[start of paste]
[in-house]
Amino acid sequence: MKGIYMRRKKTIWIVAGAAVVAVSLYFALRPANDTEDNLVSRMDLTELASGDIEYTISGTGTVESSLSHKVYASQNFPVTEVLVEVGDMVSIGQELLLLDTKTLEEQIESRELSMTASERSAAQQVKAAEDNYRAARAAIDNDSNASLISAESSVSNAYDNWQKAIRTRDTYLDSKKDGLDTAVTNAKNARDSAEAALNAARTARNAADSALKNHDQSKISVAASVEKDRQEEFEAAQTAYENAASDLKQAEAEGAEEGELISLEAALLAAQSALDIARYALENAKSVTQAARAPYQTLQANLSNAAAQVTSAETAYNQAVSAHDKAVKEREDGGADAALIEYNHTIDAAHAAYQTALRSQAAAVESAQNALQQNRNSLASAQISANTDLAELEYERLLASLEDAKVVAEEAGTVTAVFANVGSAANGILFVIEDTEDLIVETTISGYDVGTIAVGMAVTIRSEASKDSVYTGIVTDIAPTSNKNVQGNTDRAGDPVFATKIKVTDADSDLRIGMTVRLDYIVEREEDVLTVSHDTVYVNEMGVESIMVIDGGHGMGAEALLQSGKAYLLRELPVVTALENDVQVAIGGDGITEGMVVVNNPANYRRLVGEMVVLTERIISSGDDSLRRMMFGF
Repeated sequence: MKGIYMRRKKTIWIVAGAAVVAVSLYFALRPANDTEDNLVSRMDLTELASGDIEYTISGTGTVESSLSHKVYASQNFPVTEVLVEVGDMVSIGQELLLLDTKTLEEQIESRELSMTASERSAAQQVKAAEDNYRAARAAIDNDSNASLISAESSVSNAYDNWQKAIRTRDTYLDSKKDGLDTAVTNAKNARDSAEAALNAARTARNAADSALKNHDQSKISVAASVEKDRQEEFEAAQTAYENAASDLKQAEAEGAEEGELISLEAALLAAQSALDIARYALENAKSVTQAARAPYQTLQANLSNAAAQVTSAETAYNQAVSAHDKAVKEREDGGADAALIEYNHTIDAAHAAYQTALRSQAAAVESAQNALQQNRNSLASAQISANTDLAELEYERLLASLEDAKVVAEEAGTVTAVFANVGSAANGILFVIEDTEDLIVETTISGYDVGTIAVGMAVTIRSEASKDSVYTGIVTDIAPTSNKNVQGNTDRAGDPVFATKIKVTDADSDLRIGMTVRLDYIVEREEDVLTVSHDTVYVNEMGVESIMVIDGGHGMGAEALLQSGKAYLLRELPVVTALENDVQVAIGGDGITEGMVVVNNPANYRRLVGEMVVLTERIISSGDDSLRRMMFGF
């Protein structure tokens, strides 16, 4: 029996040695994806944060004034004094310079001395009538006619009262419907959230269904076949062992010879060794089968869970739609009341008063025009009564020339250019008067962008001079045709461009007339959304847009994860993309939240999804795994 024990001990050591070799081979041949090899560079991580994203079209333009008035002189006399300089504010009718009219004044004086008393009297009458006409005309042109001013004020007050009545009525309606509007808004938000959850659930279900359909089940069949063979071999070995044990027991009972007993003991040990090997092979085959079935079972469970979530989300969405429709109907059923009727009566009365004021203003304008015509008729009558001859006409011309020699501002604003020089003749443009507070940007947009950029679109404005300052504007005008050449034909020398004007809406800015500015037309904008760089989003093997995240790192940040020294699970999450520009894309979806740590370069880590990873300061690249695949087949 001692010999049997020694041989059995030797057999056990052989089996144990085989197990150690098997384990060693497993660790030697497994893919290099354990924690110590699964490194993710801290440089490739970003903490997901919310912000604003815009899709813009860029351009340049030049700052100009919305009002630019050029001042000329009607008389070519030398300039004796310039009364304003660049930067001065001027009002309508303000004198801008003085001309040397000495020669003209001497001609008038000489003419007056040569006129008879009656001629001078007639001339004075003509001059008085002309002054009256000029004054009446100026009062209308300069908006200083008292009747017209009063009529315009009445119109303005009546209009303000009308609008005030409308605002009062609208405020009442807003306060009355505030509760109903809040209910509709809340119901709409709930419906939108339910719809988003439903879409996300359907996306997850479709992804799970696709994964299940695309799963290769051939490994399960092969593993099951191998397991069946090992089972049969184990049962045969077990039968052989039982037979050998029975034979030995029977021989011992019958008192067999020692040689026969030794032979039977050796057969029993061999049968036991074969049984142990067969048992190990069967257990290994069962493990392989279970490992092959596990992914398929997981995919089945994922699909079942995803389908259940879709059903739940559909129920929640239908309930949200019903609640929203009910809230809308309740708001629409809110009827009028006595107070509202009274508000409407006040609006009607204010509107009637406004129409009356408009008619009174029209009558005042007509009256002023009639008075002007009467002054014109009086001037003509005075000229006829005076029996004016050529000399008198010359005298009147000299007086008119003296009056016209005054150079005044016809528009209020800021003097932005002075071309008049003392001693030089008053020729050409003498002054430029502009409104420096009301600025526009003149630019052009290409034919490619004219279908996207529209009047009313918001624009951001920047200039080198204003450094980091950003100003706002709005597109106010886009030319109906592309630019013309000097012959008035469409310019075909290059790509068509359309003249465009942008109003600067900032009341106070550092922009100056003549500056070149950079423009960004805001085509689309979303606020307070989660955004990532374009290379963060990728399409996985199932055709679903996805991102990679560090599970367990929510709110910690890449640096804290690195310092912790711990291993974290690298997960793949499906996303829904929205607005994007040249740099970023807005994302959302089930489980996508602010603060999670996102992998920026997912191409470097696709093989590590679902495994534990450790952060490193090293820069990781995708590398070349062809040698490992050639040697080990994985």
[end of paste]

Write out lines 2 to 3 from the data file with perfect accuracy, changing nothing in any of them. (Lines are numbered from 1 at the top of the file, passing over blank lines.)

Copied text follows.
Amino acid sequence: MKGIYMRRKKTIWIVAGAAVVAVSLYFALRPANDTEDNLVSRMDLTELASGDIEYTISGTGTVESSLSHKVYASQNFPVTEVLVEVGDMVSIGQELLLLDTKTLEEQIESRELSMTASERSAAQQVKAAEDNYRAARAAIDNDSNASLISAESSVSNAYDNWQKAIRTRDTYLDSKKDGLDTAVTNAKNARDSAEAALNAARTARNAADSALKNHDQSKISVAASVEKDRQEEFEAAQTAYENAASDLKQAEAEGAEEGELISLEAALLAAQSALDIARYALENAKSVTQAARAPYQTLQANLSNAAAQVTSAETAYNQAVSAHDKAVKEREDGGADAALIEYNHTIDAAHAAYQTALRSQAAAVESAQNALQQNRNSLASAQISANTDLAELEYERLLASLEDAKVVAEEAGTVTAVFANVGSAANGILFVIEDTEDLIVETTISGYDVGTIAVGMAVTIRSEASKDSVYTGIVTDIAPTSNKNVQGNTDRAGDPVFATKIKVTDADSDLRIGMTVRLDYIVEREEDVLTVSHDTVYVNEMGVESIMVIDGGHGMGAEALLQSGKAYLLRELPVVTALENDVQVAIGGDGITEGMVVVNNPANYRRLVGEMVVLTERIISSGDDSLRRMMFGF
Repeated sequence: MKGIYMRRKKTIWIVAGAAVVAVSLYFALRPANDTEDNLVSRMDLTELASGDIEYTISGTGTVESSLSHKVYASQNFPVTEVLVEVGDMVSIGQELLLLDTKTLEEQIESRELSMTASERSAAQQVKAAEDNYRAARAAIDNDSNASLISAESSVSNAYDNWQKAIRTRDTYLDSKKDGLDTAVTNAKNARDSAEAALNAARTARNAADSALKNHDQSKISVAASVEKDRQEEFEAAQTAYENAASDLKQAEAEGAEEGELISLEAALLAAQSALDIARYALENAKSVTQAARAPYQTLQANLSNAAAQVTSAETAYNQAVSAHDKAVKEREDGGADAALIEYNHTIDAAHAAYQTALRSQAAAVESAQNALQQNRNSLASAQISANTDLAELEYERLLASLEDAKVVAEEAGTVTAVFANVGSAANGILFVIEDTEDLIVETTISGYDVGTIAVGMAVTIRSEASKDSVYTGIVTDIAPTSNKNVQGNTDRAGDPVFATKIKVTDADSDLRIGMTVRLDYIVEREEDVLTVSHDTVYVNEMGVESIMVIDGGHGMGAEALLQSGKAYLLRELPVVTALENDVQVAIGGDGITEGMVVVNNPANYRRLVGEMVVLTERIISSGDDSLRRMMFGF